4. Do I need to make any adjustments to my child's auto coverage if she's away at school?
Since you'll have one less driver living at home when your son or daughter goes off to college, your household might get a discount if the child doesn't take the car to college. If your child does take a car to school, review your coverage with your insurance agent to make sure he or she is properly insured.
5. Are college kids eligible for any discounts?
There may be. This is an important question to ask your insurance agent.
Dozens of workers die and thousands more become ill every year while working in extreme heat or humid conditions, according to OSHA. As June marks both the official start of summer and National Safety Month, now is a perfect time for employers to review emergency plans with outdoor workers and provide tips on how to beat the heat and stay safe during lightning storms.
Beating the heat
With temperatures quickly rising, employers should first understand the factors that can lead to heat susceptibility.
Heat susceptibility can be caused by:
A combination of high temperature, direct sun and humidity;
Intense physical labor during peak hours; or
Sudden hot days after cool weather conditions or workers who have not yet acclimated to the heat.
To prevent these factors from causing illness, employees must stay hydrated, drinking plenty of water to ensure fluids are replenished. Ideally, workers should drink water before beginning a job and re-hydrate often. Any caffeinated beverages should be avoided as they increase heat sensitivity.
Workers also should avoid waterproof or tight clothing that doesn’t breathe. To dress for the heat, workers should wear a wide-brimmed hat, light-colored clothes and sunscreen. Fabrics that pull moisture away from the body and provide a cooling effect also are recommended.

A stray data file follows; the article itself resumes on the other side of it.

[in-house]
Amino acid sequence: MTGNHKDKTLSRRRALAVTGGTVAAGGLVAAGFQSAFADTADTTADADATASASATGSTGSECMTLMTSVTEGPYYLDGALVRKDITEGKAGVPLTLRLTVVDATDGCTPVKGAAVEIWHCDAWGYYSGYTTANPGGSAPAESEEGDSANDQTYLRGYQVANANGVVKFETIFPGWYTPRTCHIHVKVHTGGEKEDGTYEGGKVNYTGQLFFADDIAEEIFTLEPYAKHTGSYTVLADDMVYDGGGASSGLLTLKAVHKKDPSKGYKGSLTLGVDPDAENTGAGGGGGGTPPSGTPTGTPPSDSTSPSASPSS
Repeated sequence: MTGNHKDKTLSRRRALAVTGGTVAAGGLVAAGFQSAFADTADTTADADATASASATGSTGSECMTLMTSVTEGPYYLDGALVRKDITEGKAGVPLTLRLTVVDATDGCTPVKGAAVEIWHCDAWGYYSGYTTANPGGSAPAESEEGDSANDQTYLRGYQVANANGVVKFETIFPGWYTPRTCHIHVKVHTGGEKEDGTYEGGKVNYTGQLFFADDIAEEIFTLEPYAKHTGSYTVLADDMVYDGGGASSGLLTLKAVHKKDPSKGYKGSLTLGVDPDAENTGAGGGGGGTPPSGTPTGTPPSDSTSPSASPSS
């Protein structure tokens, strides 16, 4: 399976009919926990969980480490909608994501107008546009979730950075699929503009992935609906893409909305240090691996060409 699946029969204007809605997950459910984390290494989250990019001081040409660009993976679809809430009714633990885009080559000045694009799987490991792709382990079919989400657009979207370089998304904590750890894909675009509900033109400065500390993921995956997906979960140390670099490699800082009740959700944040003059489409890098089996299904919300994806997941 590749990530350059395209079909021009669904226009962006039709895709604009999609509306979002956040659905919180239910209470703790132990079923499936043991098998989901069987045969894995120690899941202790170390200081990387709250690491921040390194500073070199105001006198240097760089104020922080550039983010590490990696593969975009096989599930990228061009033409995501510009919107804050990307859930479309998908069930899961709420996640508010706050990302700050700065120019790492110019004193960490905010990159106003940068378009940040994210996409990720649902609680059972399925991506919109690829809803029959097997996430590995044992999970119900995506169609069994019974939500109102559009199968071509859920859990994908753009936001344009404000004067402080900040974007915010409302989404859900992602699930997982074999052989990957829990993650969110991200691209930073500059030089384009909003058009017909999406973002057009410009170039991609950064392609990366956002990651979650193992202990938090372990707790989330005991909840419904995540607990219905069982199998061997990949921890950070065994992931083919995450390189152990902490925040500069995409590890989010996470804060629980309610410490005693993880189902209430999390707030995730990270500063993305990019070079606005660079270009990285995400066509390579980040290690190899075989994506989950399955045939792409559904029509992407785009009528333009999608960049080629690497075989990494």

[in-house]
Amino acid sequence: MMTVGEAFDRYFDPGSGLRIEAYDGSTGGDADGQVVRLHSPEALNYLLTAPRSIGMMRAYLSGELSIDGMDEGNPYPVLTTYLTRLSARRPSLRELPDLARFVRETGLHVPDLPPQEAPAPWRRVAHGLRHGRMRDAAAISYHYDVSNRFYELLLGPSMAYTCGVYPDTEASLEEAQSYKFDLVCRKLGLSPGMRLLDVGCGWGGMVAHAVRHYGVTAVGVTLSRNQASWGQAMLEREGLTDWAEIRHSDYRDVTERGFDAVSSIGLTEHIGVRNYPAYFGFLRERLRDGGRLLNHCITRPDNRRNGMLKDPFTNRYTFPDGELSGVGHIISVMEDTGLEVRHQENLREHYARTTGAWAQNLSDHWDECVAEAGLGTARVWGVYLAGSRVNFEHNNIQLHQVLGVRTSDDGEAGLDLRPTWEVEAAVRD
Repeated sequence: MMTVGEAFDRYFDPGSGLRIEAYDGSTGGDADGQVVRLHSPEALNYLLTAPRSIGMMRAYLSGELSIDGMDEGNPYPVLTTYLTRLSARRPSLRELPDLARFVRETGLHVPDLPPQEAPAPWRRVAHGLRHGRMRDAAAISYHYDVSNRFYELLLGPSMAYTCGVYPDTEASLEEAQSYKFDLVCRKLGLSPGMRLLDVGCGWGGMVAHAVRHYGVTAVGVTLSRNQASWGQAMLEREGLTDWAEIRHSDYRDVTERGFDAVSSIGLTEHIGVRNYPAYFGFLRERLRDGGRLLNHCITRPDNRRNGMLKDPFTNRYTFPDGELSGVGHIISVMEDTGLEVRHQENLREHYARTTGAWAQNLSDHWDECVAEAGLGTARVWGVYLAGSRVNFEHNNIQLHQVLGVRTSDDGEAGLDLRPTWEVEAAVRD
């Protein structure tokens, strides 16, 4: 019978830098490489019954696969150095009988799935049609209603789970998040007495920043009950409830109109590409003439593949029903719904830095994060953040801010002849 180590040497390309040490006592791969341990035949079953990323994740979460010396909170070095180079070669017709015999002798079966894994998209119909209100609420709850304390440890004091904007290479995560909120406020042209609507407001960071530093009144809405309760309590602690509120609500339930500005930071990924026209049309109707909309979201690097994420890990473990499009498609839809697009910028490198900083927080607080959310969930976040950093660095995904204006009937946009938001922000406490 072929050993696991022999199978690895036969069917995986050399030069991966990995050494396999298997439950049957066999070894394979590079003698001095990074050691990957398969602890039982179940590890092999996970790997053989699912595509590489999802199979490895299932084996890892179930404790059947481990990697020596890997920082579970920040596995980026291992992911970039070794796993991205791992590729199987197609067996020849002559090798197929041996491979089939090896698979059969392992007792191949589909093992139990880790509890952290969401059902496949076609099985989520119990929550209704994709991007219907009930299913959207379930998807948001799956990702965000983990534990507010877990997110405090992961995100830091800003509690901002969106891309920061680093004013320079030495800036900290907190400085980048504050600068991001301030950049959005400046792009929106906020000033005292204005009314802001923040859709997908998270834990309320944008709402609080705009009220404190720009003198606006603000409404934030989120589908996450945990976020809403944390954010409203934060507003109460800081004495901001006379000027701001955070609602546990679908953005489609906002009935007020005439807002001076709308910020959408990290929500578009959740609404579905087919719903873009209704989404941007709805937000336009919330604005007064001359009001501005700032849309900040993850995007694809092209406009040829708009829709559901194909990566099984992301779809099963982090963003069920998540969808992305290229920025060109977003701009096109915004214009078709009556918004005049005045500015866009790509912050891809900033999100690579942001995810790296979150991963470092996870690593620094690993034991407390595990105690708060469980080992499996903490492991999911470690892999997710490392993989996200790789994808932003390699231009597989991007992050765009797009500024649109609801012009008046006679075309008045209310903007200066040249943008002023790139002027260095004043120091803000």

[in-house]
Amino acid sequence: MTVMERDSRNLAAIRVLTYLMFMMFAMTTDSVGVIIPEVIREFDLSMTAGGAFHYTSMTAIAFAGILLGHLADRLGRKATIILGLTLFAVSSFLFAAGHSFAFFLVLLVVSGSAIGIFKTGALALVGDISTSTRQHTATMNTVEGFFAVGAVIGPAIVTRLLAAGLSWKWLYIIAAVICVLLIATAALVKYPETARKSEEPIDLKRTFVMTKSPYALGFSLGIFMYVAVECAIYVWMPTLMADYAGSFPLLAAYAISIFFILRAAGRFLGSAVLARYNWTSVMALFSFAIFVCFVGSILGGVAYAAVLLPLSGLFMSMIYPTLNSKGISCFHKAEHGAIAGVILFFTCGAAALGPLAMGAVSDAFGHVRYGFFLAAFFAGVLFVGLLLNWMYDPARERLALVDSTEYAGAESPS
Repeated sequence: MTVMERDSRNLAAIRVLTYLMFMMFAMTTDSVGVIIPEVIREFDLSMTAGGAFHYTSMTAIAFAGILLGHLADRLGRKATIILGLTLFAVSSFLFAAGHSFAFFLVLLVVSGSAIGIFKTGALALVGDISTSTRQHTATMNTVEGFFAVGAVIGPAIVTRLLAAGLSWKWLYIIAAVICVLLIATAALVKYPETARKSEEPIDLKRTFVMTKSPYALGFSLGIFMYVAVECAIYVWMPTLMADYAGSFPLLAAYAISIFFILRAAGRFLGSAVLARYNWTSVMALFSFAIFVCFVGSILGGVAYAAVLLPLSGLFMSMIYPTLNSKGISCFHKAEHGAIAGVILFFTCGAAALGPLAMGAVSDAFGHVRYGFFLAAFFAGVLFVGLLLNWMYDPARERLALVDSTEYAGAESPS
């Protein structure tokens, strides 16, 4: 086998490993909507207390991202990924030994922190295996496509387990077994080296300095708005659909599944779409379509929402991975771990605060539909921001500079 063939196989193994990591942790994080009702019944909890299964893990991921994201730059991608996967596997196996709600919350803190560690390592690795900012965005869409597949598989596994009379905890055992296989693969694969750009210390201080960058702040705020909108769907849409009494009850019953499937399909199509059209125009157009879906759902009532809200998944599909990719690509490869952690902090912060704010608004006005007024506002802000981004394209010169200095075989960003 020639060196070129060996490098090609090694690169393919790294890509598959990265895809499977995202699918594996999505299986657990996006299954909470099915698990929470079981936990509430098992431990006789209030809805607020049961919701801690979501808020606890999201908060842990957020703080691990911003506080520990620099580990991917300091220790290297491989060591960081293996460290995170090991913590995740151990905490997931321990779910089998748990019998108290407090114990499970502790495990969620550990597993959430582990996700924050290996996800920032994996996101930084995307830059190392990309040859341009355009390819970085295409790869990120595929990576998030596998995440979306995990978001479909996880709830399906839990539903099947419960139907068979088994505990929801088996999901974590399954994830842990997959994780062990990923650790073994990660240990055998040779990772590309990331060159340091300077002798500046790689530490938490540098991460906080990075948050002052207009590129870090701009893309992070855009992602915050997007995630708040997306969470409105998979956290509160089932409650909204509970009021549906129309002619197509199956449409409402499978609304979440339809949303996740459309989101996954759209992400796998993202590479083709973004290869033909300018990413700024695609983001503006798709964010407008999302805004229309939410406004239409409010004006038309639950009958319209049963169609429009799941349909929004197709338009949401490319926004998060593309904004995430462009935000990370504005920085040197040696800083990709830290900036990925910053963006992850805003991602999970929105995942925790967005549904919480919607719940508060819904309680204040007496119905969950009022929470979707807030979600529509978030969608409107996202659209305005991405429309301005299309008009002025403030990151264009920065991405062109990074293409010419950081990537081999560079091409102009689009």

Proper attire and hydration can be a big help, but it’s still important to recognize the symptoms of heat exhaustion. Headache, dizziness, weakness, wet skin and fainting are indications that workers must get out of the heat immediately — or at least move to the shade. If an employee experiences confusion, slurred speech, excessive thirst, nausea or vomiting, it’s very possible he/she may be experiencing more severe heat stroke. Immediate medical attention should be sought in these cases.
Employers can also do their part in preventing heat-related illness with smart planning for outdoor work. This includes setting earlier schedules to avoid the hottest part of the day and arranging frequent rest periods and water breaks in shady, cooler areas. Project managers should also increase the number of workers for strenuous tasks on hot days and acclimate employees who haven’t worked in hot conditions lately by gradually increasing workloads and allowing more frequent breaks.